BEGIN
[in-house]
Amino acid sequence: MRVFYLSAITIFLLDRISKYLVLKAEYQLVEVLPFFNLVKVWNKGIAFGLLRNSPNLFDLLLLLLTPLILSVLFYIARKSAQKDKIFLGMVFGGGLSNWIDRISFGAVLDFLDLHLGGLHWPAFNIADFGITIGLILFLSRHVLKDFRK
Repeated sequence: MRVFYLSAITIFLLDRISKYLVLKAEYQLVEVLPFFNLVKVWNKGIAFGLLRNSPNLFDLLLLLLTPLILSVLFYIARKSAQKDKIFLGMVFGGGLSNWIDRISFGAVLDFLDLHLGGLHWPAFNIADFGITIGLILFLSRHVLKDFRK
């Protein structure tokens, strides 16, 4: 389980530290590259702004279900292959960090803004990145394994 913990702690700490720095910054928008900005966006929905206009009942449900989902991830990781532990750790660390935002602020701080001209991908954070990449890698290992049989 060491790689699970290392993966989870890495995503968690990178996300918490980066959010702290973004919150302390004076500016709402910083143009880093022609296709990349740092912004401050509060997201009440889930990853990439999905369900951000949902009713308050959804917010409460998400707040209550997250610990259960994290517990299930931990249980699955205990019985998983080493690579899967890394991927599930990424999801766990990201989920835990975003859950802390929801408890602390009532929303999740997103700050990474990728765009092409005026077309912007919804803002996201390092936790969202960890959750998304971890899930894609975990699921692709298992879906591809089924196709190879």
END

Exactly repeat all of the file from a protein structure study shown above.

[in-house]
Amino acid sequence: MRVFYLSAITIFLLDRISKYLVLKAEYQLVEVLPFFNLVKVWNKGIAFGLLRNSPNLFDLLLLLLTPLILSVLFYIARKSAQKDKIFLGMVFGGGLSNWIDRISFGAVLDFLDLHLGGLHWPAFNIADFGITIGLILFLSRHVLKDFRK
Repeated sequence: MRVFYLSAITIFLLDRISKYLVLKAEYQLVEVLPFFNLVKVWNKGIAFGLLRNSPNLFDLLLLLLTPLILSVLFYIARKSAQKDKIFLGMVFGGGLSNWIDRISFGAVLDFLDLHLGGLHWPAFNIADFGITIGLILFLSRHVLKDFRK
């Protein structure tokens, strides 16, 4: 389980530290590259702004279900292959960090803004990145394994 913990702690700490720095910054928008900005966006929905206009009942449900989902991830990781532990750790660390935002602020701080001209991908954070990449890698290992049989 060491790689699970290392993966989870890495995503968690990178996300918490980066959010702290973004919150302390004076500016709402910083143009880093022609296709990349740092912004401050509060997201009440889930990853990439999905369900951000949902009713308050959804917010409460998400707040209550997250610990259960994290517990299930931990249980699955205990019985998983080493690579899967890394991927599930990424999801766990990201989920835990975003859950802390929801408890602390009532929303999740997103700050990474990728765009092409005026077309912007919804803002996201390092936790969202960890959750998304971890899930894609975990699921692709298992879906591809089924196709190879």